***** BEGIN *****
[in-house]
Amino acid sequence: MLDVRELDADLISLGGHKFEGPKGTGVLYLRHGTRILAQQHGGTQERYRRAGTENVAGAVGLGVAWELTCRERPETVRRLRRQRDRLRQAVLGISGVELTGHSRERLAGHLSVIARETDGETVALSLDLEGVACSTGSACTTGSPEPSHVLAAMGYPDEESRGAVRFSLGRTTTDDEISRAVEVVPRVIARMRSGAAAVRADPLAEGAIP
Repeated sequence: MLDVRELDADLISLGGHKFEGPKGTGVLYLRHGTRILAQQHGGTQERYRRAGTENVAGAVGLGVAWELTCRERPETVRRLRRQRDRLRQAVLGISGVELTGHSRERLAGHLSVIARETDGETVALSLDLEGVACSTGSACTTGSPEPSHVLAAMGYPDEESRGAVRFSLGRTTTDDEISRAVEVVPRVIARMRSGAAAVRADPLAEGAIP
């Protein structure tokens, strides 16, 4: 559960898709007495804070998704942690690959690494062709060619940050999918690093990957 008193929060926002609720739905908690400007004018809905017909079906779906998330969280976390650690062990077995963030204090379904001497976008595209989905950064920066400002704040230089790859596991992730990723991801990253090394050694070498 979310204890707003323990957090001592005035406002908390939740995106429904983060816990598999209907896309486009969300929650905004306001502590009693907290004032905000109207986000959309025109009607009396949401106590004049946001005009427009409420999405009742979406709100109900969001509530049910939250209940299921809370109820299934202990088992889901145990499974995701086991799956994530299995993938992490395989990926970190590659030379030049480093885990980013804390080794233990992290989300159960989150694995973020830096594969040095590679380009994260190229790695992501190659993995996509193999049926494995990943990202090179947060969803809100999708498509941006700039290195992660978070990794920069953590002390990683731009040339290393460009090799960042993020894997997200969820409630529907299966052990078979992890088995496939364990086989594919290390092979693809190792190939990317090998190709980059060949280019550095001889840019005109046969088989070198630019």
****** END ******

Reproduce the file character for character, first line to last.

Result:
[in-house]
Amino acid sequence: MLDVRELDADLISLGGHKFEGPKGTGVLYLRHGTRILAQQHGGTQERYRRAGTENVAGAVGLGVAWELTCRERPETVRRLRRQRDRLRQAVLGISGVELTGHSRERLAGHLSVIARETDGETVALSLDLEGVACSTGSACTTGSPEPSHVLAAMGYPDEESRGAVRFSLGRTTTDDEISRAVEVVPRVIARMRSGAAAVRADPLAEGAIP
Repeated sequence: MLDVRELDADLISLGGHKFEGPKGTGVLYLRHGTRILAQQHGGTQERYRRAGTENVAGAVGLGVAWELTCRERPETVRRLRRQRDRLRQAVLGISGVELTGHSRERLAGHLSVIARETDGETVALSLDLEGVACSTGSACTTGSPEPSHVLAAMGYPDEESRGAVRFSLGRTTTDDEISRAVEVVPRVIARMRSGAAAVRADPLAEGAIP
């Protein structure tokens, strides 16, 4: 559960898709007495804070998704942690690959690494062709060619940050999918690093990957 008193929060926002609720739905908690400007004018809905017909079906779906998330969280976390650690062990077995963030204090379904001497976008595209989905950064920066400002704040230089790859596991992730990723991801990253090394050694070498 979310204890707003323990957090001592005035406002908390939740995106429904983060816990598999209907896309486009969300929650905004306001502590009693907290004032905000109207986000959309025109009607009396949401106590004049946001005009427009409420999405009742979406709100109900969001509530049910939250209940299921809370109820299934202990088992889901145990499974995701086991799956994530299995993938992490395989990926970190590659030379030049480093885990980013804390080794233990992290989300159960989150694995973020830096594969040095590679380009994260190229790695992501190659993995996509193999049926494995990943990202090179947060969803809100999708498509941006700039290195992660978070990794920069953590002390990683731009040339290393460009090799960042993020894997997200969820409630529907299966052990078979992890088995496939364990086989594919290390092979693809190792190939990317090998190709980059060949280019550095001889840019005109046969088989070198630019």